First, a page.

I was recently asked "Why do you paint for your job?". An innocent question from an innocent child. A seemingly easy question to answer but upon further reflection I began to realize it was much bigger. The easy answer would be to say that "I love to paint"... or "It's all I've ever wanted to do". I've felt extremely fortunate at times that I have carved out this life for myself. Sure, it's not all glamourous but I'm sure any artist, making a living from their craft, will tell you that sometimes you have to pick and choose the bills you have to pay... and I am no exception. I have been fortunate though. I have been affiliated with 4 galleries, traveled over 5 countries, been on the cover of the local paper (twice), been in a few local magazines and on a few local TV stations. I explored multiple genres and exhibited my work for the past 18 years and made a living at it. Most importantly, I've met so many great friends. Somewhere in that process I even found Krista... and we had 2 daughters together.
So that part is great.
Looking back the biggest mistake (not a regret) was showing my work so early. When cheques started to come in regularly, I stopped being the artist I wanted to be. I couldn't have known that at the time. To me that was "success". I was a successful artist... but who or what was creating me? The money? The gallery system? The love and praise from family and friends? Probably all of the above. Again, no regrets. I enjoyed every naive minute of it... well almost every minute.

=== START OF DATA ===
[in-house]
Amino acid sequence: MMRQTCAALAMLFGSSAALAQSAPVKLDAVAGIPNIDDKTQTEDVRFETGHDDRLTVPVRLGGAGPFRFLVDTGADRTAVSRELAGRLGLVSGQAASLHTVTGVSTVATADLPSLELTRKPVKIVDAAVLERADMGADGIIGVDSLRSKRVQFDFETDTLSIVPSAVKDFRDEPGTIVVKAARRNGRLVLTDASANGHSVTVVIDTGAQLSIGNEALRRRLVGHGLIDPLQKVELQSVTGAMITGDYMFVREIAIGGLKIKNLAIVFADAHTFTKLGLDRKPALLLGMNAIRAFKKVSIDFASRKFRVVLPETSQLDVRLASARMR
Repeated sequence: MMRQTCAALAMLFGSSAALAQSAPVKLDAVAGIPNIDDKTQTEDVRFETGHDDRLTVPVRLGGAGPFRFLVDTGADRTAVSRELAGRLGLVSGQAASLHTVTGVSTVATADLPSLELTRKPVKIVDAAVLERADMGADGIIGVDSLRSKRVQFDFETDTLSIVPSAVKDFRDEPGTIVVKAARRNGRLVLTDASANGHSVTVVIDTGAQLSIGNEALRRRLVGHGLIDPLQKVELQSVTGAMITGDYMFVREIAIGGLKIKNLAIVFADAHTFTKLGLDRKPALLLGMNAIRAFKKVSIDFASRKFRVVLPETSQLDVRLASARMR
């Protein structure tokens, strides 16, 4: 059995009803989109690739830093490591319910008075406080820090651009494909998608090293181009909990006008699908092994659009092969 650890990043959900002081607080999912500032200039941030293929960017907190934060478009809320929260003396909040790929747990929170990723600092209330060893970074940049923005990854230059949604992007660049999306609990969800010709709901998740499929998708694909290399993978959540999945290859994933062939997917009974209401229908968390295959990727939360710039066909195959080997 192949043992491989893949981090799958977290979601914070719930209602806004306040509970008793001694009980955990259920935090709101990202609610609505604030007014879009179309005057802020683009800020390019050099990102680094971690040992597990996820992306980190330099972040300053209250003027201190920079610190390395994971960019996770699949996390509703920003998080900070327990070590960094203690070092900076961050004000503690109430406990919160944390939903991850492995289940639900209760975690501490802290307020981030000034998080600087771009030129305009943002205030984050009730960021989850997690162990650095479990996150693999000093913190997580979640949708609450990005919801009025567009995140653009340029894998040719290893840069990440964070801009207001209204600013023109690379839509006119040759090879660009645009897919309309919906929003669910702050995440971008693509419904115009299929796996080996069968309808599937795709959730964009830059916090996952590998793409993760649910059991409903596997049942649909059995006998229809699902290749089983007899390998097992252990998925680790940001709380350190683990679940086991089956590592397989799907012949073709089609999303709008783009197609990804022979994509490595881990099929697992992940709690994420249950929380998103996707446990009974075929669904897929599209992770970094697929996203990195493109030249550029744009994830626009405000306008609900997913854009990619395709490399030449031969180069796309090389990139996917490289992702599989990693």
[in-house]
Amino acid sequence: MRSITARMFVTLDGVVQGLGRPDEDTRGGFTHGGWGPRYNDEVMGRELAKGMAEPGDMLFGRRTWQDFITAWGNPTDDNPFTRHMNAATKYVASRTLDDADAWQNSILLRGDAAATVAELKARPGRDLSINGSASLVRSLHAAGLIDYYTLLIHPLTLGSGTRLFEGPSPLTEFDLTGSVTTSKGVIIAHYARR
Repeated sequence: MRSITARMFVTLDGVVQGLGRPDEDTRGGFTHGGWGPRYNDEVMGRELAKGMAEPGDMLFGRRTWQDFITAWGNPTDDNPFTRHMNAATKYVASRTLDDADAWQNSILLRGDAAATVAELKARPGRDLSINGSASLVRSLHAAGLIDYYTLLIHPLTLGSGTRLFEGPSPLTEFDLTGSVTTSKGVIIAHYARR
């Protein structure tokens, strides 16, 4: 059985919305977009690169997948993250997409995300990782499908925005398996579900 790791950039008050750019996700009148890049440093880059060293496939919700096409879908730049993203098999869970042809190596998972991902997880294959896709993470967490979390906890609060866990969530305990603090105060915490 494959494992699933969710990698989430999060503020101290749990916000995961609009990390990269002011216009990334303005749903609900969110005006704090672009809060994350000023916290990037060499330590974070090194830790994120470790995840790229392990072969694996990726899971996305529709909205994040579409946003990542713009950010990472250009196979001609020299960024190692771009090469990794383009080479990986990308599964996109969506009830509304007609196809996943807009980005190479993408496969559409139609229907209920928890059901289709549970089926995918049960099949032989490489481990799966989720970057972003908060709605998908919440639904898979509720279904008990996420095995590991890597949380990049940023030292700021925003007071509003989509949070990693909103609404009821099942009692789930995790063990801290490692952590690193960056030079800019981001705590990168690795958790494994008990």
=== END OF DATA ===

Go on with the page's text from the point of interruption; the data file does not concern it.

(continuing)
So 18 years have gone by. I've made some big decisions along the way but a few that I've made in the past 5 years have been career shifting. Each time it is a difficult thing to do. After all, this big hole I've been living in has been a comfortable one. With each choice I've made I've felt I was going backwards but, in fact, I am crawling out of the hole and into the place I truly want to be.
It's usually in times of transition that I start to question "What am I doing?" and rather, "What am I REALLY doing?". Perhaps you have heard the 10,000 hour theory. The theory is anyone can become a professional after putting the time in. I'm not so sure that "professional" is the right term. I'm sure you can become competent but to truly be good at what you do probably takes passion, drive and enthusiasm as well as being competent. After 18 years I feel confident that I can paint a landscape... even one that will most likely sell... but is that what I should be doing? Of course there is a voice inside that says... "just do that then"... "Go on, make people happy, lease a new Honda, get some new shoes for the girls." That's when I forget that I am an artist. I feel, at times, very competent, but after 18 years I feel like it's losing its steam. Sure there are many ways to prolong that for a few more years... new galleries, new clients and new cities, but what then? What's the point of reaching new people if what you're showing them is a bunch of bullshit? So now I'm back in the studio sitting in front of a few new canvases covered in a process I love but what scares me the most, is that new work may not preform as well as the previous.